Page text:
The only other downside to pea pebbles (priced at $3.30 per bag, of which we bought 9) is that they are DIRTY. Each bag was 90% rocks, 10% dirt. I actually shopped around for a giant sifter, but had no luck. (Any ideas where you might find one?) Instead we decided to sacrifice a plastic kitchen strainer – and resigned ourselves to a laborious process.

As you can see, we have still  have a long way to go. This is three bags worth of pebbles and we’d really like to fill it in with all nine bags eventually. Maybe by the end of the summer?! I figured if I waited to share this post until we were finished, it might never happen!

My daughter was around during the building process, but we had the big (well partially filled “big”) reveal on her birthday this past Sunday. Some friends came over for cake and ice cream in the afternoon and they all seemed to love playing in her rock box. Too bad it was Shavuot and I couldn’t get any pictures.

For right now, we are covering the box with a cinch-able tarp (which we already happened to have), that we “anchor” down with bricks. Eventually, I’d like to make a more permanent solution – I’m leaning toward getting a piece of plywood and covering it with the tarp somehow. In the meantime, this is working! We had more rain last night and the box was bone (rock?) dry this morning.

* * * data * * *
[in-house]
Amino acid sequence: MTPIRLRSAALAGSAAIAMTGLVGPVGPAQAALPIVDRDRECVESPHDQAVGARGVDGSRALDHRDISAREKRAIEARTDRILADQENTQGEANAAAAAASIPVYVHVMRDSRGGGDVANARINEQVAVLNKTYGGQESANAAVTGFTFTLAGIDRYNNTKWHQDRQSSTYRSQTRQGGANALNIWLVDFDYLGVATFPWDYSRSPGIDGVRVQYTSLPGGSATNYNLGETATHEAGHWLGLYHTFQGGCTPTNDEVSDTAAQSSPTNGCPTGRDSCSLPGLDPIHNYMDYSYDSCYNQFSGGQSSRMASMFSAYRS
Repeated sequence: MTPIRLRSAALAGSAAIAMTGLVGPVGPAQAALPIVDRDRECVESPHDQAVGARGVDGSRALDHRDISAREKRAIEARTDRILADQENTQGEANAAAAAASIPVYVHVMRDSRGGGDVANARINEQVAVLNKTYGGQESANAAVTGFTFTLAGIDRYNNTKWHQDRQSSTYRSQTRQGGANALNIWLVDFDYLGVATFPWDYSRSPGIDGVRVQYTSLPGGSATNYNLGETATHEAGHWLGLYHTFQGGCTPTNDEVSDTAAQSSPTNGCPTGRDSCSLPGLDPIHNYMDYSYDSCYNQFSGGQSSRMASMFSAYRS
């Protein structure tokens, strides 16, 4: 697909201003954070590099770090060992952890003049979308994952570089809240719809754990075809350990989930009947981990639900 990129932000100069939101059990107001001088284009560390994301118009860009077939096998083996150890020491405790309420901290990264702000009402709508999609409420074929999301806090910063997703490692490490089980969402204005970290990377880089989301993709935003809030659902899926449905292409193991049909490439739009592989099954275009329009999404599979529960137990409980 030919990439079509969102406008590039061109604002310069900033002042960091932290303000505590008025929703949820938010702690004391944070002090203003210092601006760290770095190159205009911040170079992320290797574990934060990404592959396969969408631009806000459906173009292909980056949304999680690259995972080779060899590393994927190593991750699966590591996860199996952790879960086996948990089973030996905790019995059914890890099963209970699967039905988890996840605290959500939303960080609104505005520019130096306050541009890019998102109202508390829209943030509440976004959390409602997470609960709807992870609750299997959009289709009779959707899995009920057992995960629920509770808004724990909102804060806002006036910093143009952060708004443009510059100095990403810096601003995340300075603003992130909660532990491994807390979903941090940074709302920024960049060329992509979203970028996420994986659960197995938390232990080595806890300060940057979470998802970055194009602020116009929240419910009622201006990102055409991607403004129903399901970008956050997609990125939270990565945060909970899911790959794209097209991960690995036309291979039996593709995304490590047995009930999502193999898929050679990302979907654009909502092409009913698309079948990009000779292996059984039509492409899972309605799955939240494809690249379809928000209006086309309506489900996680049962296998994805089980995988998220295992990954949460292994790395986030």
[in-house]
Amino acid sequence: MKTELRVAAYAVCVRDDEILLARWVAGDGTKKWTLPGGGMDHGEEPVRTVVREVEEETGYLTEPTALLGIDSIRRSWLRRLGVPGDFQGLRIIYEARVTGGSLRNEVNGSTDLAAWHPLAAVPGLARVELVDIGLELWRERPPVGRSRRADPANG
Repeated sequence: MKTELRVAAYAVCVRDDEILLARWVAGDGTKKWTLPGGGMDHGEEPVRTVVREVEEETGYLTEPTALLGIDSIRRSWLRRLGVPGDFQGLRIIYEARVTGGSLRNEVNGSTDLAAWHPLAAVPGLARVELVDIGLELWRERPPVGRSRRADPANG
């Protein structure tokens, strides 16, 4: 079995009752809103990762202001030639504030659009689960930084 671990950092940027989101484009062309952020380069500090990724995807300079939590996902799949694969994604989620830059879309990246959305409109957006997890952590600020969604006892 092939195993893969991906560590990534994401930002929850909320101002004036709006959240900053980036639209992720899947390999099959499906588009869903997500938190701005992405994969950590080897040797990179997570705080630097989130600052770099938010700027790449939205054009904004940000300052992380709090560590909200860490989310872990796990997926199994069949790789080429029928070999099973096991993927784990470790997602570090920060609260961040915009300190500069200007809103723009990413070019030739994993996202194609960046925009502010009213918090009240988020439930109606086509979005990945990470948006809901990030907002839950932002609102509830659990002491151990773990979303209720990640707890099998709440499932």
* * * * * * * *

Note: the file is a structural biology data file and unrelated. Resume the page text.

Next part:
As for the cost, it wasn’t super cheap, but I’m pleased with our final tally.

Final Cost Breakdown:

Garden Box – $23

Tarp for lining – $5

Pea pebbles – $29.70

Sand rock toys – $4.97 (a gift from her brother – from Target)

Tarp for covering the box – $0 (we already had)

TOTAL COST: $62.67 (plus all of our free labor, of course)

Considering that the prefab sand boxes at Costco or Toys ‘R Us sell for $75 and up – and that we’d still have to fill it with sand (which, incidentally, is very comparable in price to the pea pebbles), I’d say we got quite a bargain.

And of course, this kind of summertime enjoyment truly is PRICELESS.

Have you been DIYing any backyard fun spots? Anyone else find that pea pebbles make a good substitute for sand?


  1. Maybe, like me, you have an old wood-frame screen in your garage? You could lay the pebbles on and hose them. Just a thought. Maybe they are too heavy for a screen. Your kids look happy–my kids would have loved this at that age.

    • Oooh, that’s a good idea Aidel. We don’t have a door like that, but I wonder if I could just buy some screen netting. The strainer is taking a long time!

      • FrugalEngineer says

        Aidel’s idea is the one I was going to offer, but instead of buying I bet you could acquire for free on freecycle or craigslist. Someone is replacing a screen door with a big hole in it. You don’t need the door, just the screen!

  2. Danielle says

    I love it, what a great idea. My girls are always digging in the rock beds in front of our house, they’d love something like this. Are you going to add some larger stones too for variety?

    • Even my “big boys” love it – and the oldest is about to turn 9, so I hope it will last in popularity for some time. We hadn’t planned to add the bigger ones but that’s a good idea!

  3. Any idea of how many pounds were in a bag? Wanted to head out to Home Depot today… TIA!